“Mozart in Motion: His Work and His World in Pieces” by Patrick Mackie (Macmillan Publishers).
Writing a biography of Wolfgang Amadeus Mozart nowadays is no easy task. The daunting list of predecessors, which spans centuries, who have already undertaken the assignment complicates any efforts to find unique angles and inroads through which to tell the composer’s story.
But Patrick Mackie exploits his background in both poetry and academia in an effort to bring Mozart to life in new ways.
In addition to relying on letters and extant accounts for “Mozart in Motion: His Work and His World in Pieces,” Mackie also incorporates academic theory and philosophical reflections on how we collectively experience music today into his thematically organized biography. The result is still a familiar portrait of Mozart, but one that is painted in new colors.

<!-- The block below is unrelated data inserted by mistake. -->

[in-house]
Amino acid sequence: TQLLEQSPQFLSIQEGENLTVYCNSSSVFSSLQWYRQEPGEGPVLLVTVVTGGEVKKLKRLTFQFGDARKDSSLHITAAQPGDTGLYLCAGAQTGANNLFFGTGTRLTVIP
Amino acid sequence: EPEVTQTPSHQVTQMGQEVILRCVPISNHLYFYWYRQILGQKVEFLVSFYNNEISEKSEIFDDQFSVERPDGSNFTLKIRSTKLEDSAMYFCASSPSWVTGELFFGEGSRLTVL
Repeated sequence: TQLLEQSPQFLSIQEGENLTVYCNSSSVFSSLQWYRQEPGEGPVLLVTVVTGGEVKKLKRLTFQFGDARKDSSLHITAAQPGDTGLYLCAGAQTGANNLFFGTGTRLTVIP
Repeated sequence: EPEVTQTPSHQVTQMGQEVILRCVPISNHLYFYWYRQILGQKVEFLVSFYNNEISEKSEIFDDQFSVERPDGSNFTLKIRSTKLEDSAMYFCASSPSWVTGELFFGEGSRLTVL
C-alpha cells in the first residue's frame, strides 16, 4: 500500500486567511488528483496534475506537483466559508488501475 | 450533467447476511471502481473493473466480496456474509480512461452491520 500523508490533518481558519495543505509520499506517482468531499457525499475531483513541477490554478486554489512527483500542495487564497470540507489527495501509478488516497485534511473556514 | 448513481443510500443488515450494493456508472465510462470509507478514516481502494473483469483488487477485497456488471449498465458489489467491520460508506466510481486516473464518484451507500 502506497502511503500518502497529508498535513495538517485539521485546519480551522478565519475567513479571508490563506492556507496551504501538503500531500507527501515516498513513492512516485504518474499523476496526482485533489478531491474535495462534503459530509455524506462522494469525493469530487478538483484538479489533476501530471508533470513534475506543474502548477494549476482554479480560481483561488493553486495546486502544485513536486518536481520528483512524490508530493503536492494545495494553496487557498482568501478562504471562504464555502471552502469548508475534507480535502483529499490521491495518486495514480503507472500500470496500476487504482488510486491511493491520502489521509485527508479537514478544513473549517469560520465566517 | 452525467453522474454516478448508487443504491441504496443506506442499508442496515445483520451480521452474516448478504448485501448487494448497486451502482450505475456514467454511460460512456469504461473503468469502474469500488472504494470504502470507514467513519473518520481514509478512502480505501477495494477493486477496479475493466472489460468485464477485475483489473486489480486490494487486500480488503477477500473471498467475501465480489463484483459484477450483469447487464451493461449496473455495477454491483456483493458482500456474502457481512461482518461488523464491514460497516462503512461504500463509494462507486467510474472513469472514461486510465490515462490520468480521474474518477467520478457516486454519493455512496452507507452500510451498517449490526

His prose betrays a palpable reverence for and familiarity with the musician, an appreciation he takes for granted that readers share.
Mackie sometimes betrays an overconfidence in his ability to get inside the mind of the famed composer. And his writing style is perhaps more ornate and erudite than readers who are looking for a casual introduction into the composer’s life are looking for.
This book instead seems aimed at audiences who are already familiar with Mozart’s legacy, shining new light on possibilities for thinking about both his life and artistic contributions, as well as the ways in which his audiences and loved one would have experienced them.